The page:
Victoza, Similar Diabetes Drugs Raise Safety Concerns

<"">Victoza, a Type 2 Diabetes drug approved just last year, is raising concerns about pancreatitis. According to the Institute for Safe Medication Practices’ (ISMP) latest “QuarterWatch” report, Victoza has been associated with a growing number of pancreatitis cases since its January 2010 approval. The report voices concern that other newer diabetes drugs, including <"">Byetta and Januvia, may share an elevated risk of pancreatitis, although possibly to differing degrees.

Victoza is an injectable medication that acts on a hormone in the gastro-intestinal tract called glucagon-like-peptide-1 (GLP-1), which results in lower blood sugar levels. Byetta, also an injectable, is part of this class. Two other diabetes drugs, Januvia and Onglyza, are oral medications that prolong the action of GLP-1 by slowing the body’s ability to break down this same enzyme.

According to the ISMP, the approval of Victoza was controversial at the U.S. Food & Drug Administration (FDA) because of uncertainty about its cardiovascular risks, and animal studies showing an increased risk of thyroid cancer. The report asserts that pre-approval testing is simply too short to determine whether the drug’s benefit-risk balance is favorable. However, “FDA and others feared that if truly rigorous long-term testing were required of such drugs, the time and costs of developing new agents for diabetes might become prohibitive,” the ISMP said. As a result, the group asserts that uncertainty about risks and benefits continues to surround new-generation diabetes drugs like Victoza.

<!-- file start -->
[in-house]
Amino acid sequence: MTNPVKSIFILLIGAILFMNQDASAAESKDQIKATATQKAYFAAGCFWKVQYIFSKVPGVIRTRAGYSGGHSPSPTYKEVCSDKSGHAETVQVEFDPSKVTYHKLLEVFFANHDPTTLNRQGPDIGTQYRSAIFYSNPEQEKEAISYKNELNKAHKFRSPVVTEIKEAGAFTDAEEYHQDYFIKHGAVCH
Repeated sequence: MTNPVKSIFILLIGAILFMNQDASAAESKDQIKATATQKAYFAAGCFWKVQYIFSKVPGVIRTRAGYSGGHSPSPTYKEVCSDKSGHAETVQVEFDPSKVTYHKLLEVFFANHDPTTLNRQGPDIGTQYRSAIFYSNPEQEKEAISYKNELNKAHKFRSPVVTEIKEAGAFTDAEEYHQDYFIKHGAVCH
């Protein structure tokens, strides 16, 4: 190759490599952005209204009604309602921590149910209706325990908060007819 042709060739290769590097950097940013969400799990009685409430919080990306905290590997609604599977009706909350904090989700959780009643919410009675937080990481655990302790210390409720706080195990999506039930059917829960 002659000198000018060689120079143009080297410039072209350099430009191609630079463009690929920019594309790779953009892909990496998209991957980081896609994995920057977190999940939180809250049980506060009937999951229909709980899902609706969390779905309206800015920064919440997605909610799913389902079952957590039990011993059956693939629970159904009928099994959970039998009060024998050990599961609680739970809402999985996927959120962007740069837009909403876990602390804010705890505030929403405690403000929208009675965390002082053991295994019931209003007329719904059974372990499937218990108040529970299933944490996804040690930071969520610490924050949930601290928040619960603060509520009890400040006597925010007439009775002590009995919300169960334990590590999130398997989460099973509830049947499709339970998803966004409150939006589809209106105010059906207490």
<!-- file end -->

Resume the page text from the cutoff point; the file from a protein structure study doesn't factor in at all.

According to the QuarterWatch report, data to the FDA’s Adverse Event Reporting database show Victoza accounted for 70 cases of acute and chronic pancreatitis in the third quarter of 2010, and 105 cases since approval nine months earlier. This result was surpassed only by, Byetta, with 78 cases. Onglyza accounted for 14 cases of pancreatitis in the third quarter, while Januvia was the subject of 18 reports.

The report asserts that evidence is growing drugs that act on GLP-1 increase the risk of pancreatitis, and that the risk may be higher for injectable like Victoza and Byetta. But, it points out that “studies to determine the incidence, identify differences between drugs and provide the basis to weigh these risks against possible benefits have not been performed.” It further states that pancreatitis is a risk factor pancreatic cancer, and notes that animal data suggests a thyroid cancer risk for Victoza.

While the ISMP report concedes that GLP-1 agents like Victoza and Byetta represent a “promising new approach” to treating Type 2 Diabetes, it also points out that it is unknown whether any of these drugs reduce or increase risk of heart attack and stroke, the biggest health threats faced by people with Type 2 Diabetes. Meanwhile, despite the safety concerns surrounding Victoza, it has become widely used with over 200,000 prescriptions dispensed in the first nine months after the FDA granted it approval.

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